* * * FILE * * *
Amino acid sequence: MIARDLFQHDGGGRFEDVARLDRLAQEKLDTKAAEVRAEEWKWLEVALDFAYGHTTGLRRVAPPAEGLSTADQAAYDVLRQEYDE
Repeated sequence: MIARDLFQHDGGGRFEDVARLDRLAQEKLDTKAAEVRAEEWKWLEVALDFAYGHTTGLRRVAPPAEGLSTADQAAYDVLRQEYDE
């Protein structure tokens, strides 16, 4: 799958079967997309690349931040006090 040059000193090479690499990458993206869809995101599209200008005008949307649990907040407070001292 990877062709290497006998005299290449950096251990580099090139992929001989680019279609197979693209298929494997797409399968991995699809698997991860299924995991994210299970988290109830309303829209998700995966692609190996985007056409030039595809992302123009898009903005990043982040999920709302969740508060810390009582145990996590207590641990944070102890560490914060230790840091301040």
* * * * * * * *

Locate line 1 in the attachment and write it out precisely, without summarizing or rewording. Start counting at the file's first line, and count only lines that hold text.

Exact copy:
Amino acid sequence: MIARDLFQHDGGGRFEDVARLDRLAQEKLDTKAAEVRAEEWKWLEVALDFAYGHTTGLRRVAPPAEGLSTADQAAYDVLRQEYDE